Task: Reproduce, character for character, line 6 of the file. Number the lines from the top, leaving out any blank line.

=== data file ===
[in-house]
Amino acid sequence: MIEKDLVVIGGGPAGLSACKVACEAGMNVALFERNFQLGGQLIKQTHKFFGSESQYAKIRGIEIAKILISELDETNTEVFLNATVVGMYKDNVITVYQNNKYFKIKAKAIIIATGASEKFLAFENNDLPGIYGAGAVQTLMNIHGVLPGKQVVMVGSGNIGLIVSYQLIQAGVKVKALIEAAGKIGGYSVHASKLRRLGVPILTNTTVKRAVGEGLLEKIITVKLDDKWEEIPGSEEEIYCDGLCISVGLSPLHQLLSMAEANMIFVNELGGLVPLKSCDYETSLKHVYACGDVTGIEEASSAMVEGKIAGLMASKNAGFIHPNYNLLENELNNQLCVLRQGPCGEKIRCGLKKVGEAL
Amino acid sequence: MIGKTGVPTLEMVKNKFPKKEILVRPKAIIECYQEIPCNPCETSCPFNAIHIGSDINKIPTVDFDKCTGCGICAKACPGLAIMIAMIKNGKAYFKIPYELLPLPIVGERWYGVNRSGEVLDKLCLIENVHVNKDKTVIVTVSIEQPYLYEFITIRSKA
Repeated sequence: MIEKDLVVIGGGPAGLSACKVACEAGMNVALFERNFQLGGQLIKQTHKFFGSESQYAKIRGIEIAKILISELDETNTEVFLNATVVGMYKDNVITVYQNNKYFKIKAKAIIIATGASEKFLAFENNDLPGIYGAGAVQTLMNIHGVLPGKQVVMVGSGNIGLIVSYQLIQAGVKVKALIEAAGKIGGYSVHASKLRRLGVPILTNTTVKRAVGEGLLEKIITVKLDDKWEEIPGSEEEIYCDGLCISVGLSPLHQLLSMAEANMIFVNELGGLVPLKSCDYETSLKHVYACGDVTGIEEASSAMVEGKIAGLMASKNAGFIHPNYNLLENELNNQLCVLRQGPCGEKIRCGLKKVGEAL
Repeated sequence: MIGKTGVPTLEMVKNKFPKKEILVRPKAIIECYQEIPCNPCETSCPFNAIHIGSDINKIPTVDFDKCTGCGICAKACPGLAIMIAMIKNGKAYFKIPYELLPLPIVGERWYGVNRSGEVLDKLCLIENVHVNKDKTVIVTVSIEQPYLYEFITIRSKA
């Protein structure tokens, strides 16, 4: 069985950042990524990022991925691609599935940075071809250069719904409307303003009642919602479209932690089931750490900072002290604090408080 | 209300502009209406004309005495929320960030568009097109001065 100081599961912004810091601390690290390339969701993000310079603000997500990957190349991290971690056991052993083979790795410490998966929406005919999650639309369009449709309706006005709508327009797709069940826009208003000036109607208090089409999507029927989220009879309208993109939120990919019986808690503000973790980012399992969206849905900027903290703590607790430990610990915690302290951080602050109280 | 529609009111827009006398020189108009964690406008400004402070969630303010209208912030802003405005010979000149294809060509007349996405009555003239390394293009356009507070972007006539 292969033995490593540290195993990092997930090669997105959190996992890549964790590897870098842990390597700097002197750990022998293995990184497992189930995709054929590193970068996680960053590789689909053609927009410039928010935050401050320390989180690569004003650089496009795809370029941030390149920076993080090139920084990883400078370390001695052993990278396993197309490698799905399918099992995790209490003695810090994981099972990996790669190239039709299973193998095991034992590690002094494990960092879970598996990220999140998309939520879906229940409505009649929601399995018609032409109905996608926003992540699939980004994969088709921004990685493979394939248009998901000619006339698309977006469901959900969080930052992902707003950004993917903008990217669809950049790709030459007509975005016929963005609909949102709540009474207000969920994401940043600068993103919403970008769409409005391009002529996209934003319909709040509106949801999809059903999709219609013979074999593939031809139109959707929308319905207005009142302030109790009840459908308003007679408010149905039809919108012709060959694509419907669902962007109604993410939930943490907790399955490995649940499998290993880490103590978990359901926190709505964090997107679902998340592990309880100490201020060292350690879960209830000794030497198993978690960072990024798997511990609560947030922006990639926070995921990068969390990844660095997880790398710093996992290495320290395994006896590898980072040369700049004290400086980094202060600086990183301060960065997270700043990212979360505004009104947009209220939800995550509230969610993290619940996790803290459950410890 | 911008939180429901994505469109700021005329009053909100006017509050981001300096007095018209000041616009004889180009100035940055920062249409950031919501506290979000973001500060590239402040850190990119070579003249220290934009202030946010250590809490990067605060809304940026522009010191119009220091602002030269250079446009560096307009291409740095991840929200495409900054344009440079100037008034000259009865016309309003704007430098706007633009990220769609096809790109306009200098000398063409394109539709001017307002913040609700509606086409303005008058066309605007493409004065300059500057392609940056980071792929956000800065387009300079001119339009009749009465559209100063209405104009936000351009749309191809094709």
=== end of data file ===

């Protein structure tokens, strides 16, 4: 069985950042990524990022991925691609599935940075071809250069719904409307303003009642919602479209932690089931750490900072002290604090408080 | 209300502009209406004309005495929320960030568009097109001065 100081599961912004810091601390690290390339969701993000310079603000997500990957190349991290971690056991052993083979790795410490998966929406005919999650639309369009449709309706006005709508327009797709069940826009208003000036109607208090089409999507029927989220009879309208993109939120990919019986808690503000973790980012399992969206849905900027903290703590607790430990610990915690302290951080602050109280 | 529609009111827009006398020189108009964690406008400004402070969630303010209208912030802003405005010979000149294809060509007349996405009555003239390394293009356009507070972007006539 292969033995490593540290195993990092997930090669997105959190996992890549964790590897870098842990390597700097002197750990022998293995990184497992189930995709054929590193970068996680960053590789689909053609927009410039928010935050401050320390989180690569004003650089496009795809370029941030390149920076993080090139920084990883400078370390001695052993990278396993197309490698799905399918099992995790209490003695810090994981099972990996790669190239039709299973193998095991034992590690002094494990960092879970598996990220999140998309939520879906229940409505009649929601399995018609032409109905996608926003992540699939980004994969088709921004990685493979394939248009998901000619006339698309977006469901959900969080930052992902707003950004993917903008990217669809950049790709030459007509975005016929963005609909949102709540009474207000969920994401940043600068993103919403970008769409409005391009002529996209934003319909709040509106949801999809059903999709219609013979074999593939031809139109959707929308319905207005009142302030109790009840459908308003007679408010149905039809919108012709060959694509419907669902962007109604993410939930943490907790399955490995649940499998290993880490103590978990359901926190709505964090997107679902998340592990309880100490201020060292350690879960209830000794030497198993978690960072990024798997511990609560947030922006990639926070995921990068969390990844660095997880790398710093996992290495320290395994006896590898980072040369700049004290400086980094202060600086990183301060960065997270700043990212979360505004009104947009209220939800995550509230969610993290619940996790803290459950410890 | 911008939180429901994505469109700021005329009053909100006017509050981001300096007095018209000041616009004889180009100035940055920062249409950031919501506290979000973001500060590239402040850190990119070579003249220290934009202030946010250590809490990067605060809304940026522009010191119009220091602002030269250079446009560096307009291409740095991840929200495409900054344009440079100037008034000259009865016309309003704007430098706007633009990220769609096809790109306009200098000398063409394109539709001017307002913040609700509606086409303005008058066309605007493409004065300059500057392609940056980071792929956000800065387009300079001119339009009749009465559209100063209405104009936000351009749309191809094709």